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Kelly Stannard
Kelly Stannard

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This is my git-hook.d script. I will explain how to use it and run through what it does line by line.

#!/usr/bin/env bash

# Runs all executable hookname-* hooks and exits after,
# if any of them was not successful.
# Based on

hookname=$(basename $0)

if [ $DEBUG ]; then printf "$hookname\n"; fi

# Run each hook, passing through STDIN.
# We don't want to bail at the first failure, as the user might
# then bypass the hooks without knowing about additional issues.

for hook in $PWD/.git/hooks/$hookname.d/*; do
  if [ $DEBUG ]; then printf "$hook\n"; fi
  test -x "$hook" || continue
  echo $hook
  $hook "$@" &

for pid in "${pids[@]}"; do
  wait $pid || exit $?

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  • copy the above, paste it in a file somewhere, make the file executable.
  • run: file_path=/PATH/TO/FILE
  • run: pushd .git/hooks; for f in *.sample; do ruby -e "base='$f'.sub('.sample', ''); puts %(mkdir #{base}.d && ln -s $file_path #{base})"; done | bash; popd

Now you can create hooks in individual files in any language. NOTE, this runs things in parallel. You may not want to use this with hooks for generating things, like prepare-commit-msg.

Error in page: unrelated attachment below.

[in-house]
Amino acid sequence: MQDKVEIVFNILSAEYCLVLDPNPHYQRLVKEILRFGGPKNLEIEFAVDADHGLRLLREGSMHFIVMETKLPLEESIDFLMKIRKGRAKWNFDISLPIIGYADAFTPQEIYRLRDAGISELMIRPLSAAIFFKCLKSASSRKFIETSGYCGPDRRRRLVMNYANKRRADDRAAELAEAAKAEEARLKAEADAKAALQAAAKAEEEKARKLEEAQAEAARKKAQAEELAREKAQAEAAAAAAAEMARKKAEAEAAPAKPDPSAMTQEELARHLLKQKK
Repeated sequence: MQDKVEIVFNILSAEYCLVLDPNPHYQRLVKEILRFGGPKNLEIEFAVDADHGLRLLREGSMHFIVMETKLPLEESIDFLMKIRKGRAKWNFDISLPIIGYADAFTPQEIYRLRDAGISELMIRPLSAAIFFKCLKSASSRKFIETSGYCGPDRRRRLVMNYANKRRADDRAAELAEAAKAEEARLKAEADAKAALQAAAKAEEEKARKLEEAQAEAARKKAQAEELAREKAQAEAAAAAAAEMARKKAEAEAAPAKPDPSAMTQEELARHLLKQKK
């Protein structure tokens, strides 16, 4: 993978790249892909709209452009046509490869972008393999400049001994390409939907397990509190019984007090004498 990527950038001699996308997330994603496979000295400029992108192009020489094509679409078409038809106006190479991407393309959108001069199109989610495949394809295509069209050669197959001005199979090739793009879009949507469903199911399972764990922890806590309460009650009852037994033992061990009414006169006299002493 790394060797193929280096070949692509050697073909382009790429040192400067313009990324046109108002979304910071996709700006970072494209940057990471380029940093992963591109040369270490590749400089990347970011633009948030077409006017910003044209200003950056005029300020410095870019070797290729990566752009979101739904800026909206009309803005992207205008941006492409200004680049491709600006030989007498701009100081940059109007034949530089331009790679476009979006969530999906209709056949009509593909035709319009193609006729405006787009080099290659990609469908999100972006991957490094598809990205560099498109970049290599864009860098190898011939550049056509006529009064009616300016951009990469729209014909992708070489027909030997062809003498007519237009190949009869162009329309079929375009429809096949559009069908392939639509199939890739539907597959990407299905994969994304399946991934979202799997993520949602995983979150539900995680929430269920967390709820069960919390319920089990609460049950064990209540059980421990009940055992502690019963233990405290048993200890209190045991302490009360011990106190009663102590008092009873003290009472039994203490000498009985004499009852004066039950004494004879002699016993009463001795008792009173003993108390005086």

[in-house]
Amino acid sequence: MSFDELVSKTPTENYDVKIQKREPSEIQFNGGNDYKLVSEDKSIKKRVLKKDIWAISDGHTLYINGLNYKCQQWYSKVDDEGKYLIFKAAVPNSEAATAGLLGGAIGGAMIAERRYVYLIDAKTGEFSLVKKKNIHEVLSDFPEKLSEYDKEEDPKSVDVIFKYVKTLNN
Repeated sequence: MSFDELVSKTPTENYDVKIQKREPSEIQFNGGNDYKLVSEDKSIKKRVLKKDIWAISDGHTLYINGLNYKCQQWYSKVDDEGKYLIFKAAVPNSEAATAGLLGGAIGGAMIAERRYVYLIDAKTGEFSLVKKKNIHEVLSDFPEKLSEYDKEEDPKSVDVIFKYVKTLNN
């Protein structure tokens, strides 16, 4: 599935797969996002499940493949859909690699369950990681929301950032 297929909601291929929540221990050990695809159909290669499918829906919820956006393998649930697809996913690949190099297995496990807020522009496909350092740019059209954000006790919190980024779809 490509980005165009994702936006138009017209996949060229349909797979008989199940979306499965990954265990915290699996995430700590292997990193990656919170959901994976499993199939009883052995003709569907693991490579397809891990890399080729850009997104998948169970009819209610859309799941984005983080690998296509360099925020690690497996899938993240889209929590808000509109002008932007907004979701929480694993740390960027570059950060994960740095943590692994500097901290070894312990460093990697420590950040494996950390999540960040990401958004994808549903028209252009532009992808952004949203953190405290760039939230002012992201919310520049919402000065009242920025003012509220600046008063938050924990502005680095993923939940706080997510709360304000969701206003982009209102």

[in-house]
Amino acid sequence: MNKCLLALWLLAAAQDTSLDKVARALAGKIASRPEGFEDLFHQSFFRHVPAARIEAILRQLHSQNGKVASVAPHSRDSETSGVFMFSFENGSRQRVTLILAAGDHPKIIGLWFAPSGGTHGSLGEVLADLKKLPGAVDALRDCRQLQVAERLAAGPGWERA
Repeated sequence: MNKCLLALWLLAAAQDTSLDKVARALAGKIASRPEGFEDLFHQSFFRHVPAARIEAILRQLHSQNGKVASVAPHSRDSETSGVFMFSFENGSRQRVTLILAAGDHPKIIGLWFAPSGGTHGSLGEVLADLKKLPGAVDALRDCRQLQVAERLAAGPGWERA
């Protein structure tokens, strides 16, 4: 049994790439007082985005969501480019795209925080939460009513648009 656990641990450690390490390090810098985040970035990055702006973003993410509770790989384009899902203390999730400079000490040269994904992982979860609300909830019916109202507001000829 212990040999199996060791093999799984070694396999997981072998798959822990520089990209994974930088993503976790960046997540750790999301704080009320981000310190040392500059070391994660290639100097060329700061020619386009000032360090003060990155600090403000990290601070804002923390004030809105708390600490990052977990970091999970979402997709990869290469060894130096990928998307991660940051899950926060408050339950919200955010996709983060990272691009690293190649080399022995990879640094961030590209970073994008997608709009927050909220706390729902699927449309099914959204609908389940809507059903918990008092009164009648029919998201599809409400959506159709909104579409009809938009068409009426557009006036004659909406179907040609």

• pids=() create an empty array of pids to keep track of subprocesses.
  • hookname=$(basename $0) set the name of the hook to the name of the file. In the installation I symlink the original executable, but $0 will be the path of the symlink so that is how we can differentiate between commit-msg.d and update.d.
  • for hook in $PWD/.git/hooks/$hookname.d/*; do Loop through every file under the appropriate hook directory.
  • test -x "$hook" || continue ignore files that aren't executable.
  • $hook "$@" & run the executable and forward the arguments passed to this handler. NOTE: hooks are run in parallel.
  • pids+=($!) add the pid to the list of pids.
  • for pid in "${pids[@]}"; do wait $pid || exit $? Wait for each subprocess to finish and bubble up any bad exit codes to git.
  • wait be extra sure that there are no hanging subprocesses.

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